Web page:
Tom Toles by Tom Toles

Tom Toles

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  1. Doughfoot

    Doughfoot said, about 3 years ago

    With hyper-partisanship and party discipline, perhaps the time has come to resort to simple majorities. There are no provisions for “virtual” filibusters and super-majority rules in the Constitution, and these rules were adopted a half-century ago when “liberal Republican” and “conservative Democrat” were not oxymorons.

    Another idea might be limiting judgeships in future to a set period: even if it were a single term of 20 years, it would mean that judges and justices would change with the times a little more often. In fairness to those presently in office, and to prevent too sudden a change by forcing retirement on a slew of judges who have been in more than 20 years, it might be necessary to have the term limit apply to only new appointments.

  2. Enoki

    Enoki said, about 3 years ago

    I think we should come back and visit this subject after the next election, particularly if the Republicans take control of the Senate…

  3. Doughfoot

    Doughfoot said, about 3 years ago

    Both parties would have to live with the consequences of any change in the rules. But having all checks and no balances is hardly an acceptable situation, either. Senators do at least represent whole states, and not cherry-picked gerrymandered districts. If the people choose a conservative president and elect a conservative senate, then they should get conservative judges. That’s democracy, that’s justice. And Churchill was right that democracy is terrible, but better than any other form of government.

    Those who accept that principle should be willing to accept it no matter which party is in power. Those who favor that principle only when their party is in power are hypocrites.

    On the other hand, a majority of Senators may easily represent a distinct minority of Americans. And we see the way partisanship leads those in power to rig the game in future rounds to favor their supporters at the expense of their opponents in order to hang onto power.

    The saddest part of this is that judicial appointment were rarely controversial until the last few decades. The rise of the power of judicial review (rarely exercised in the first 150 years of the supreme court), and gridlock in the congress, has so increased the power of the courts that judicial appointments have become as important to the governing of the country as elections. It was never supposed to be that way.

    We really need some radical reforms to make government more responsive to the people at large. Pity we have no consensus on what reforms would do that.

  4. wbr

    wbr said, about 3 years ago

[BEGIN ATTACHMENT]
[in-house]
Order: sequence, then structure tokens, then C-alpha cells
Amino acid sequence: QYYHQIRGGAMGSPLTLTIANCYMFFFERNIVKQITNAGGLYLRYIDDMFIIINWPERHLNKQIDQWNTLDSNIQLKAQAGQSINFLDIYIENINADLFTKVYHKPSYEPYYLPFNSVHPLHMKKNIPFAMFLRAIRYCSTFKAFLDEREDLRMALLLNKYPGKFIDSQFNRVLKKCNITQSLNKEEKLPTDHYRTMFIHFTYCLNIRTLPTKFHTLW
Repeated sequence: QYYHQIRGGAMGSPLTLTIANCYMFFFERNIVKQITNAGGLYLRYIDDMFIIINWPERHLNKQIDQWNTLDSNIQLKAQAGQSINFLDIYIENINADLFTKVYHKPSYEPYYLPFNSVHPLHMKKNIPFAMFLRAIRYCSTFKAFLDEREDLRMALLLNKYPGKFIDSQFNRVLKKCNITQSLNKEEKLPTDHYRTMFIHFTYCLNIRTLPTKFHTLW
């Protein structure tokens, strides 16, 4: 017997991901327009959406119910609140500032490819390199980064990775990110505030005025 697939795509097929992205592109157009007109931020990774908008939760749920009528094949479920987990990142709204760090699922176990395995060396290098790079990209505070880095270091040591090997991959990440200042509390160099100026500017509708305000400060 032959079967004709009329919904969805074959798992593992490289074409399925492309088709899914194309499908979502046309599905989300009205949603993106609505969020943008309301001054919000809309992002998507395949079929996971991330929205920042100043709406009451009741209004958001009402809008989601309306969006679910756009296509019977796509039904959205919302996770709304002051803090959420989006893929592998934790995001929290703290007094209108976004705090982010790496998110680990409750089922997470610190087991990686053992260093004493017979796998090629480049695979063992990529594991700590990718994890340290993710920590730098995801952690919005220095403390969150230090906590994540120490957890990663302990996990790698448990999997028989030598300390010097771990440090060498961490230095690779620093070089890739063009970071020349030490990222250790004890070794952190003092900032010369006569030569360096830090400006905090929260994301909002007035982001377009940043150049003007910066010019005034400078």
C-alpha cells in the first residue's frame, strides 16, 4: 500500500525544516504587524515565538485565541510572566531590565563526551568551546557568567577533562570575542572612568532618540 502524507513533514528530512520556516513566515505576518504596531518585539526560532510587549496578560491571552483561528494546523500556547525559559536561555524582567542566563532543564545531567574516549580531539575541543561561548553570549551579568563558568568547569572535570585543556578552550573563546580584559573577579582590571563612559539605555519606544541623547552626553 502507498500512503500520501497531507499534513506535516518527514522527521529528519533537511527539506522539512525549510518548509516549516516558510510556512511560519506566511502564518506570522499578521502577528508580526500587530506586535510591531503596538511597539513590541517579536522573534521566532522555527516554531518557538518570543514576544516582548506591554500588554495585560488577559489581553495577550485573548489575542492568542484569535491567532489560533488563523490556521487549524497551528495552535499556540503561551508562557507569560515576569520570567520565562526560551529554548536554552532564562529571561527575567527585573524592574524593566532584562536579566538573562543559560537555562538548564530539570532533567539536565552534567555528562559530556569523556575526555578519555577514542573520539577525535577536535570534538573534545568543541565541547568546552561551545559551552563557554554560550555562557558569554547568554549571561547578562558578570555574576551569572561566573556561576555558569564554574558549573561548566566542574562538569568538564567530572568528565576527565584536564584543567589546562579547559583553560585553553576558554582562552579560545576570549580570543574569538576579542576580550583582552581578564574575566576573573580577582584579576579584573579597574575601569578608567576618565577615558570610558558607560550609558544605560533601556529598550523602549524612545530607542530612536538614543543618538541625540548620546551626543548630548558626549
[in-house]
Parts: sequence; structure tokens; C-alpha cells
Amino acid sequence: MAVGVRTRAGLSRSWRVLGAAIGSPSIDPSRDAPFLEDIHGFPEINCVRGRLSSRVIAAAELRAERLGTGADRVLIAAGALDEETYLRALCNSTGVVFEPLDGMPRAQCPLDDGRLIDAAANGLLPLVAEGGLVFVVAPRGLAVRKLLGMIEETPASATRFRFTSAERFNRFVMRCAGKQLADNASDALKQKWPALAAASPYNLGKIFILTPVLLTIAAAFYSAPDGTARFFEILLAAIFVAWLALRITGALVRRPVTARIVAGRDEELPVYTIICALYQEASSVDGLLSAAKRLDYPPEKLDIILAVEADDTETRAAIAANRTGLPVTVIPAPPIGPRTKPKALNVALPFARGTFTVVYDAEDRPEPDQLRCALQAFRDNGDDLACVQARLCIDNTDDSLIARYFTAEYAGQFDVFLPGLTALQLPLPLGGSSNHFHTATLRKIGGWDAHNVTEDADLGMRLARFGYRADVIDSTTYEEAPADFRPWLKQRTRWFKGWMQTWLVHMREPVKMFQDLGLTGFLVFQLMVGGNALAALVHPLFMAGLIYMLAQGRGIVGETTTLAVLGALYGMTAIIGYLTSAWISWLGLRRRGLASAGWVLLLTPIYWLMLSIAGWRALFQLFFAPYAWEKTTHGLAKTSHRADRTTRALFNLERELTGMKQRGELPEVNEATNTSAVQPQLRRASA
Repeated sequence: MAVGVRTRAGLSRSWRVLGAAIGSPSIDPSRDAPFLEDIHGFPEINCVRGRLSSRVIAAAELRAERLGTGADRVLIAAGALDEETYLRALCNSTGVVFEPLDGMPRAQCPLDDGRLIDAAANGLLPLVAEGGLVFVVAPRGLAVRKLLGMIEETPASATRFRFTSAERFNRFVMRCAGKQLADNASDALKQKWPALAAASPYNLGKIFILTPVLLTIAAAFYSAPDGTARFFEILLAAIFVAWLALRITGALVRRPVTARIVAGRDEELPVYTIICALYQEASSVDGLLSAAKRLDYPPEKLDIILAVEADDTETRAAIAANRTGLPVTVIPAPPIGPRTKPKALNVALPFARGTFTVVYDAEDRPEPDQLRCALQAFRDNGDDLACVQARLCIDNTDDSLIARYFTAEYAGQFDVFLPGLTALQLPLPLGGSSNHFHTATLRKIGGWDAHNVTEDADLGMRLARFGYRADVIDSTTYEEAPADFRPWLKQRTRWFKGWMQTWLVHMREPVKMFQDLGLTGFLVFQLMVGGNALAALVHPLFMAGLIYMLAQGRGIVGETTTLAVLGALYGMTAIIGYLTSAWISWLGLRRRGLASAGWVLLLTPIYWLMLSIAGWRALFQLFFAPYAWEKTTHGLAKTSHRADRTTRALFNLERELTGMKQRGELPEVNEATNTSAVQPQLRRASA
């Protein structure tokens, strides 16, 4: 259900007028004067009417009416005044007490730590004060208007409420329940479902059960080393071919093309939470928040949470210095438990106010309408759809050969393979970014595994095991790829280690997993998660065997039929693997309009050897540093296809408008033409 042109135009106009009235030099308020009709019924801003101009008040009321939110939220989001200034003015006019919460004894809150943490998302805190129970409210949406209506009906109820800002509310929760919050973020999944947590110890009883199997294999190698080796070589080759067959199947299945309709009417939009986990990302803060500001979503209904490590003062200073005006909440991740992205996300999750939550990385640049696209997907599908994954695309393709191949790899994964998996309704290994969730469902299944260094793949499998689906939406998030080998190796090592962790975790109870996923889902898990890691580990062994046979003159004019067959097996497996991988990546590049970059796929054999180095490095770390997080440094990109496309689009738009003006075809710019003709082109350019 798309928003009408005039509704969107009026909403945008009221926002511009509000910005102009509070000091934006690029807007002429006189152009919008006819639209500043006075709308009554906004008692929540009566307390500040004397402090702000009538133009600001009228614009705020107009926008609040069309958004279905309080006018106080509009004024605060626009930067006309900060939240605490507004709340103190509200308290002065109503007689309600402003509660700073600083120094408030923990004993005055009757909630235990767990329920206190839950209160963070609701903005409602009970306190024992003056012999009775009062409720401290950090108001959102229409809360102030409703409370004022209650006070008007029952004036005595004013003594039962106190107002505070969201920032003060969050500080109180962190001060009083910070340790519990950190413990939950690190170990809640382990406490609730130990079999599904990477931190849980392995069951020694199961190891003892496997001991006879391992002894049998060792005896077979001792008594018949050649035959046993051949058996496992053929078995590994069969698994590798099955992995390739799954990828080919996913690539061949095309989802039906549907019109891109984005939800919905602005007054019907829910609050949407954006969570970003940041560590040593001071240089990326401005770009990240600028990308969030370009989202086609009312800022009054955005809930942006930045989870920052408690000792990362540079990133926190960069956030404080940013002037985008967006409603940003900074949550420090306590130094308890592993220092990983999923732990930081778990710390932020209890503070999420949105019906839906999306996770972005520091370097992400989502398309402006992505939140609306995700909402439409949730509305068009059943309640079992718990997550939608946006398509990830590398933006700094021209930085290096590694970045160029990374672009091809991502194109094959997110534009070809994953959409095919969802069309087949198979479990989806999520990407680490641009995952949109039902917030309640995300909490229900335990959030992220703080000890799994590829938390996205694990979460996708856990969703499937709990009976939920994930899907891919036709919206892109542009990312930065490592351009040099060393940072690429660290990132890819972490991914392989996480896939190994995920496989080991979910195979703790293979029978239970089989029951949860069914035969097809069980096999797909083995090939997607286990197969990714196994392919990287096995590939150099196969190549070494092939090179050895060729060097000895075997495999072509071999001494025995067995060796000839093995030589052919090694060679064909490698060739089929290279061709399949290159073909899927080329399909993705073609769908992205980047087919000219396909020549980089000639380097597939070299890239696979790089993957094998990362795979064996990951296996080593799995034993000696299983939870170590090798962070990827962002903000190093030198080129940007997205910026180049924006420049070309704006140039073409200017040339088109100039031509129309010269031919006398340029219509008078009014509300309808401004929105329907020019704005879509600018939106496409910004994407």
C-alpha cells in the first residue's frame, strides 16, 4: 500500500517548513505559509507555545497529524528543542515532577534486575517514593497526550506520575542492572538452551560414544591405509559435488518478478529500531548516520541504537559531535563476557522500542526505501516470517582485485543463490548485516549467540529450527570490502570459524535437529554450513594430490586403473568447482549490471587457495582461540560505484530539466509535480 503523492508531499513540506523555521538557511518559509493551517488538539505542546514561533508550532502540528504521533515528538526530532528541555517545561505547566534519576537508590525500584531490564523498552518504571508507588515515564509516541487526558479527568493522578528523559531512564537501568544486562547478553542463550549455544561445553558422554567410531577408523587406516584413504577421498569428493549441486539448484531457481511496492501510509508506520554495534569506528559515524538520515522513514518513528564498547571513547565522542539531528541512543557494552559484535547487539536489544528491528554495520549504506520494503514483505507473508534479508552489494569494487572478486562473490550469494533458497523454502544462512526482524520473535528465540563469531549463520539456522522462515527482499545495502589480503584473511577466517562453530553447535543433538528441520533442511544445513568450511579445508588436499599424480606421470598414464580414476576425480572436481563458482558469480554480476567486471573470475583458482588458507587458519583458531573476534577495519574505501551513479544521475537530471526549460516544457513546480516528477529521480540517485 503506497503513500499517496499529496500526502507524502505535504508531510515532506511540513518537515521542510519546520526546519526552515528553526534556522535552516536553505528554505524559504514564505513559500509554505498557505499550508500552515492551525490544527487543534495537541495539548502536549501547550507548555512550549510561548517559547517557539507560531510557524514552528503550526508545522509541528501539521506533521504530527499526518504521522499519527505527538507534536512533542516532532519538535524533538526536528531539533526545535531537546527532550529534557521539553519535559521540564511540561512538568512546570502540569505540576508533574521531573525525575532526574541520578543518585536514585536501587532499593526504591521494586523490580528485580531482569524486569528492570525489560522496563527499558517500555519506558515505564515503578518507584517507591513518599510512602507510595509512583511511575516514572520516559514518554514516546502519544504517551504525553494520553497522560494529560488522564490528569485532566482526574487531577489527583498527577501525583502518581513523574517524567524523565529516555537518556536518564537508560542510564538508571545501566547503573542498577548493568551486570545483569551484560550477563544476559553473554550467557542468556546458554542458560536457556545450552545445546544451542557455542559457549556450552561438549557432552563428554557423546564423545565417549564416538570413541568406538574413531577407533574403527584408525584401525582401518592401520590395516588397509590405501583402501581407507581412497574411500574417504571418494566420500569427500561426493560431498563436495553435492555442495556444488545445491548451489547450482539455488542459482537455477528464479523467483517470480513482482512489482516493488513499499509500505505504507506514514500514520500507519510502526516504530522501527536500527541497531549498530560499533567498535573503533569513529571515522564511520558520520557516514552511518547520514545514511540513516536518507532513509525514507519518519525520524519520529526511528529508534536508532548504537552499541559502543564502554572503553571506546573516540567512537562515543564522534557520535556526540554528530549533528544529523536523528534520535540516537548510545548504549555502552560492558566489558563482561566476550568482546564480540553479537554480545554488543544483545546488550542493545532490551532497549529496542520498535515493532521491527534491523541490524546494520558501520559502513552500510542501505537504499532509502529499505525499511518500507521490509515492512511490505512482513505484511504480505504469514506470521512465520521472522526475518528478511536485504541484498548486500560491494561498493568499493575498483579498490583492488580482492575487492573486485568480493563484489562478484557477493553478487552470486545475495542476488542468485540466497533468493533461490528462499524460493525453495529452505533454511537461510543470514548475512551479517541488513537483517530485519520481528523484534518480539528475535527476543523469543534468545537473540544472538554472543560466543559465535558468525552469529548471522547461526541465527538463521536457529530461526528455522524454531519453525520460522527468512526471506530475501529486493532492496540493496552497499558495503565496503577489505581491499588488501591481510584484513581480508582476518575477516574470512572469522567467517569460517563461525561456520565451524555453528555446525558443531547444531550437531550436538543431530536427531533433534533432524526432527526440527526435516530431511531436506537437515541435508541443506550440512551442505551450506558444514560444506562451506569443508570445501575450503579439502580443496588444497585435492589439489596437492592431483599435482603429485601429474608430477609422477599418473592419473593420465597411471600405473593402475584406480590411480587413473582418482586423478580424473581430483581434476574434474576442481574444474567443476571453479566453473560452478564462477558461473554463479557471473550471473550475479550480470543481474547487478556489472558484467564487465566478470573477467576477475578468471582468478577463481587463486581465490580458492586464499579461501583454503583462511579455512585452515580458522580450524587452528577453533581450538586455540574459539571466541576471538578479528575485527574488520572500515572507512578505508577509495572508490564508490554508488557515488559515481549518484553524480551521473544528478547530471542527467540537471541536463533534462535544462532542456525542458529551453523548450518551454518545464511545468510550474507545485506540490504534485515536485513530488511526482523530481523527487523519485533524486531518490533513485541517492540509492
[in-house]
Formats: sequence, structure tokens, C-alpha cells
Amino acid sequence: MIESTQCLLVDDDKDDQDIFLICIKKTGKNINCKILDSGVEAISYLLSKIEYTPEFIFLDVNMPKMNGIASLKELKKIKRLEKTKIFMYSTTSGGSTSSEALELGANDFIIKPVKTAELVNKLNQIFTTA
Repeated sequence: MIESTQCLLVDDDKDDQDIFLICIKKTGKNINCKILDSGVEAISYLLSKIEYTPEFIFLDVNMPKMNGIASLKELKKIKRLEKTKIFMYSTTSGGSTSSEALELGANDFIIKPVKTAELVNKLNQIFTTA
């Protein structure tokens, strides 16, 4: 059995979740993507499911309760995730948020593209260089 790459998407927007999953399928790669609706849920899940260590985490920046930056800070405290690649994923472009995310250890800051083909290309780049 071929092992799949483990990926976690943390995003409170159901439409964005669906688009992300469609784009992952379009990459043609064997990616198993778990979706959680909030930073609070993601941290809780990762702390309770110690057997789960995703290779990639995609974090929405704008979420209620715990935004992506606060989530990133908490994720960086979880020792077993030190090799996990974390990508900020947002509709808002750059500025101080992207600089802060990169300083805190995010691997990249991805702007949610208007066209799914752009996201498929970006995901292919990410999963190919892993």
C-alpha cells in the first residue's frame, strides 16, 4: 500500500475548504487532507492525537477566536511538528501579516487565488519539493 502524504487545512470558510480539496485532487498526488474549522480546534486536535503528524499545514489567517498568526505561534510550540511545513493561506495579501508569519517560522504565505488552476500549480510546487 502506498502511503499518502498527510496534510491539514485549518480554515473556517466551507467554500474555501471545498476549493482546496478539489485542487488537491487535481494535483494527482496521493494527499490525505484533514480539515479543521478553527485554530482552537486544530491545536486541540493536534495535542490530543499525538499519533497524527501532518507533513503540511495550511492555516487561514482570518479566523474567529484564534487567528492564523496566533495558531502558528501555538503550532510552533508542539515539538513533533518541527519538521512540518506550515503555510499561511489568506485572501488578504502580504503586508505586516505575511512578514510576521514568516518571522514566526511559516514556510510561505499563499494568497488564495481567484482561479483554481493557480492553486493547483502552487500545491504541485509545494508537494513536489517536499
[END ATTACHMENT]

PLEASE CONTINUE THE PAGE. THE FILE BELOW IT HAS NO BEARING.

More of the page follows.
now bho can pack the court

  5. Doughfoot

    Doughfoot said, about 3 years ago

    If the GOP really believes that the change in rules is bad, as soon as they have the majority, they can reinstate the old rules. Let’s see a show of hand as to how many think that a GOP majority will do that!

  6. dtroutma

    dtroutma GoComics PRO Member said, about 3 years ago

    The filibuster used to be a tool, and the rules required you to actually stand there and talk. Now it’s used by the Republicans on EVERY ACTION or ATTEMPTED ACTION, and is no longer a “tool”, but a bludgeon to drive a thumbtack. Go back to the old rules, or get rid of it.

  7. Wabbit

    Wabbit GoComics PRO Member said, about 3 years ago


    what you said the the most reasonable and common-sense thing I’m likely to read all day.
    Well said, and thank you!

  8. Wabbit

    Wabbit GoComics PRO Member said, about 3 years ago

    you are bringing in a discussion that has, for the most part, been on of the most adult levels I’ve ever seen poster. I have seen here. Usually this breaks into the the kind of partisan- and destructive type things like what you said in these last 2 or 3 posts.

  9. pirate227

    pirate227 said, about 3 years ago



  10. Doughfoot

    Doughfoot said, about 3 years ago

    I did not say that a Republican majority should revert to the old rule. I said that I did not expect them to, no matter how much they denounce the new rule as “the wrong thing to do.” They will take advantage of the new rule while continuing to condemn those who established it.

    Candidate Obama may have condemned the “nuclear option” but that was before the GOP began to abuse the virtual filibuster. I have no idea whether President Obama approves of what the Senate has now done. He did not make the change, the Senate did. But it is one of the qualities of wisdom to change one’s policies when circumstances change.

    I don’t know if this change in the rules was a good idea or not, in the long run. Time will tell. The old rule is not part of law and certainly not part of the Constitution. This new rule makes the Senate a more democratic institution, for better or for worse.

    In 1947 Churchill was quite right when he said “Many forms of Government have been tried, and will be tried in this world of sin and woe. No one pretends that democracy is perfect or all-wise. Indeed, it has been said that democracy is the worst form of Government except for all those other forms that have been tried from time to time."

    And for the record: nothing is “all right” BECAUSE I think it is. Or because any ONE else thinks it is.

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